Media Picks – The case against the moral police

The Indian Express
But now that the hornets are buzzing around anyway, perhaps it’s time to address some of those hitherto unaddressed questions of artistic freedom, aesthetic appeal, social norms and the female body. While we are about it, let us also remember that these are multi-layered issues, which cannot be addressed by bringing out the manacles and sending M.F. Husain to jail. Let us hope that Maharashtra’s saint-goddess Muktabai, the sister of the much-beloved Dyaneshwar, grants some sense to the likes of Pramod Navalkar, Maharashtra’s honourable minister of culture, who carry arrest warrants in their pockets. When one of her male associates, Namdeo, came upon Muktabai bathing in the nude and turned his head in shame she chastised his thus: One is not ashamed to stare at the niches in the walls. Do the cows grazing in the fields have any clothes? I too am like the cows. Why are you embarrassed at my sight? (October 11, 1996.)
Metropolis on Saturday
Art, first of all, is not meant to leave you where you are. It would be no fun if it did. You would stagnate and so would culture as a whole. Art should expand your horizon, change the way you see things, I mean that’s what makes it exciting as an activity. Take the example of Meerabai: in her songs she evokes Krishna sometimes as her lover, sometimes as her father, sometimes as her son! Now why didn’t the Hindus of that time, nearly 600 years ago, take out a morcha against her? That’s artistic license isn’t it? But people went along with her, tolerated her Krishna-madness, and look what a poetic treasure we have as a result.
(Quoted by Narendra Panjiwani. Ila Pal, a Bombay-based painter is Husain’s biographer. October 19-20, 1996.)
The Economic Times
Meanwhile, little man you have unleashed something. It is a debilitating emotional plague… In this state you seem to have erased the line between the sacred and the profane; if you want to “worship” every representation of Saraswati you see-whether in a school text book, or on a shop name board or behind an auto rickshaw or on a packet of crackers, or a calendar advertising cement – then you can only deemed to be in serious trouble. Little man, if you can’t decide to keep your worship inside the temple and the pooja room and want to carry it inside art galleries and theatres, you may be victim of your own highly neurotic attitude towards religion…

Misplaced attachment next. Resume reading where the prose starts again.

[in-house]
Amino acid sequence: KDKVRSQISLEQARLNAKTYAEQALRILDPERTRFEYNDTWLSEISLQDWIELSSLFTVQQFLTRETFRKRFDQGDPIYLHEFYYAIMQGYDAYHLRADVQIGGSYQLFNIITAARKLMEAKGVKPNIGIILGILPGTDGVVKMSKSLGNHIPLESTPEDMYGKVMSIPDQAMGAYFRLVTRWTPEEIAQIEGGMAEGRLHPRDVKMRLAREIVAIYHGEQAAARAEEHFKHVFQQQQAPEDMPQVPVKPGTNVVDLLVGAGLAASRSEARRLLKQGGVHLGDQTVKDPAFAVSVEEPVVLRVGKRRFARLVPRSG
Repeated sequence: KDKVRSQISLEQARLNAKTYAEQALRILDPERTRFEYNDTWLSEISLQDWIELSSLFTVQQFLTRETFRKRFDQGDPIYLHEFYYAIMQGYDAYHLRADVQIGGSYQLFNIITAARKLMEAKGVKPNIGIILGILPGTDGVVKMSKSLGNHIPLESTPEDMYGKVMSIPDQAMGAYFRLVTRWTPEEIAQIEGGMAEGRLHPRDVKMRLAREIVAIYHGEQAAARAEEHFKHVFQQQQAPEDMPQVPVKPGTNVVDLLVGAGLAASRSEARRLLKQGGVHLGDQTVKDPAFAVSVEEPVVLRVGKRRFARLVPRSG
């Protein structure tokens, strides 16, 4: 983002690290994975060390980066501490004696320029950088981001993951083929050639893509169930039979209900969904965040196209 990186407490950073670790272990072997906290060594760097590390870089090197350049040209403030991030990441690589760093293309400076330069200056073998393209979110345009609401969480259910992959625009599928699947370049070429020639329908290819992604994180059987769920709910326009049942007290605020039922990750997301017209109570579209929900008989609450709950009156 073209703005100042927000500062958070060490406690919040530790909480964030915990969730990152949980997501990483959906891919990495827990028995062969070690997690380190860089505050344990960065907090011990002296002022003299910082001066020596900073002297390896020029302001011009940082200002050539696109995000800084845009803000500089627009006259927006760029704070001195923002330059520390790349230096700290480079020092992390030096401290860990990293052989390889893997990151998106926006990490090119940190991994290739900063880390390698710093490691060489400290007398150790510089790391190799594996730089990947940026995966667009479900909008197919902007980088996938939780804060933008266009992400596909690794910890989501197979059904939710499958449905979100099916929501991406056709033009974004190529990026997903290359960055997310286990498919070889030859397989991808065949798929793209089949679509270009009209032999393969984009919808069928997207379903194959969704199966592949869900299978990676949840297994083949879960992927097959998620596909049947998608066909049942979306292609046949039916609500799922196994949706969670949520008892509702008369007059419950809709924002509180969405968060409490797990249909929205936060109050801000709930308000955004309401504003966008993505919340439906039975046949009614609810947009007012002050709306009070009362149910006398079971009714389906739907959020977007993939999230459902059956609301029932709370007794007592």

As Jean Paul Sartre said in another context, remember little Man, India is the name of a country; let it not become the name of a nervous disease.
(October 20, 1996)
The Pioneer
The freedom of speech and expression has been bought by the citizens of this country at a fairly high price. It has to be watched over, and defended vigorously by the people themselves. And we face a challenge once again to this right now, when the VHP and Bajrang Dal have not only come out on the streets against M.F. Husain’s paintings, but destroyed some of his work in Ahmedabad.
What they have done is revolting, the more so because they did it in the name of religion. But though they have been brutal and vicious, they do not represent the real danger: we know these louts for what they are. The real danger is in what Pramod Navalkar, the Minister for Culture in Maharashtra has done. Had the state government seized the paintings, it would have been intolerable but not surprising. But the Minister did not do that: he filed an FIR with the police, alleging that Husain had acted in manner calculated to bring about ill-feeling between communities. This is deliberate mischief, for the police will obviously act on what is in reality an order, and yet it seeks to cloud the real issue: that the Minister will decide whether what Maqbool Fida Husain paints is legal or punishable.
(October 20, 1996)
The Pioneer